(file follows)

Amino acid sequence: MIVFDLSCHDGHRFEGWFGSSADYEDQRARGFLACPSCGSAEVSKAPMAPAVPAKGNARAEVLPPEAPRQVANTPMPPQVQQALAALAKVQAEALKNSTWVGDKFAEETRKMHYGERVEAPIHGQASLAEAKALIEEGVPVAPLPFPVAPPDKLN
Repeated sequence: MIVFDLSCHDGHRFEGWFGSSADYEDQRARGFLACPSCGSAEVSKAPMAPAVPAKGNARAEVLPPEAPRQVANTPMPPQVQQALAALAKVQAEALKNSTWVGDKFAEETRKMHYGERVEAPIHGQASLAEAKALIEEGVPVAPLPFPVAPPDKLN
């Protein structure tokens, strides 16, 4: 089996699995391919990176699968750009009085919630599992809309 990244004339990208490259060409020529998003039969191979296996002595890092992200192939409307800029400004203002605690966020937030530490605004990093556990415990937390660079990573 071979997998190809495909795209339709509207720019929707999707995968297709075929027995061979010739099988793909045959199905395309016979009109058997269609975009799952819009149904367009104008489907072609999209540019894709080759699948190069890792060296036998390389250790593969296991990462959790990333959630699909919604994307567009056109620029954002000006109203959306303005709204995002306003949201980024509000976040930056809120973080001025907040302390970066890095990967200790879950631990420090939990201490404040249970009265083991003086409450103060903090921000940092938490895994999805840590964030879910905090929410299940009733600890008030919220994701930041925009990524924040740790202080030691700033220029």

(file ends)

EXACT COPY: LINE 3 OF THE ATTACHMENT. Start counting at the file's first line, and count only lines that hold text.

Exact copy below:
């Protein structure tokens, strides 16, 4: 089996699995391919990176699968750009009085919630599992809309 990244004339990208490259060409020529998003039969191979296996002595890092992200192939409307800029400004203002605690966020937030530490605004990093556990415990937390660079990573 071979997998190809495909795209339709509207720019929707999707995968297709075929027995061979010739099988793909045959199905395309016979009109058997269609975009799952819009149904367009104008489907072609999209540019894709080759699948190069890792060296036998390389250790593969296991990462959790990333959630699909919604994307567009056109620029954002000006109203959306303005709204995002306003949201980024509000976040930056809120973080001025907040302390970066890095990967200790879950631990420090939990201490404040249970009265083991003086409450103060903090921000940092938490895994999805840590964030879910905090929410299940009733600890008030919220994701930041925009990524924040740790202080030691700033220029």